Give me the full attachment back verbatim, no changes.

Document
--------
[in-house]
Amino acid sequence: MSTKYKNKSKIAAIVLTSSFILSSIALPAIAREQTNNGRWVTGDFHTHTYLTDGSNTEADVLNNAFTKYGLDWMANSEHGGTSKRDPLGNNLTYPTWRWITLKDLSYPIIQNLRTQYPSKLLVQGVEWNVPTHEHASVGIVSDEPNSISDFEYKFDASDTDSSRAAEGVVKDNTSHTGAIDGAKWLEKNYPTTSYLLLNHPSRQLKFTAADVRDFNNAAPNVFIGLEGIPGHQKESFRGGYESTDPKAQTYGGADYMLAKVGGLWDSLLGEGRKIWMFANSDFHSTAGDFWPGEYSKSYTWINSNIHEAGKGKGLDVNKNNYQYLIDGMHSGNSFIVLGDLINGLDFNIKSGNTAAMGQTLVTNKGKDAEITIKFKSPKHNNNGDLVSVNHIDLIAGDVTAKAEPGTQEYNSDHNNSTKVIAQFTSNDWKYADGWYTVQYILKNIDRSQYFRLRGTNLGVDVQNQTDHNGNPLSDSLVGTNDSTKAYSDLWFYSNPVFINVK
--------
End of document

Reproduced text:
[in-house]
Amino acid sequence: MSTKYKNKSKIAAIVLTSSFILSSIALPAIAREQTNNGRWVTGDFHTHTYLTDGSNTEADVLNNAFTKYGLDWMANSEHGGTSKRDPLGNNLTYPTWRWITLKDLSYPIIQNLRTQYPSKLLVQGVEWNVPTHEHASVGIVSDEPNSISDFEYKFDASDTDSSRAAEGVVKDNTSHTGAIDGAKWLEKNYPTTSYLLLNHPSRQLKFTAADVRDFNNAAPNVFIGLEGIPGHQKESFRGGYESTDPKAQTYGGADYMLAKVGGLWDSLLGEGRKIWMFANSDFHSTAGDFWPGEYSKSYTWINSNIHEAGKGKGLDVNKNNYQYLIDGMHSGNSFIVLGDLINGLDFNIKSGNTAAMGQTLVTNKGKDAEITIKFKSPKHNNNGDLVSVNHIDLIAGDVTAKAEPGTQEYNSDHNNSTKVIAQFTSNDWKYADGWYTVQYILKNIDRSQYFRLRGTNLGVDVQNQTDHNGNPLSDSLVGTNDSTKAYSDLWFYSNPVFINVK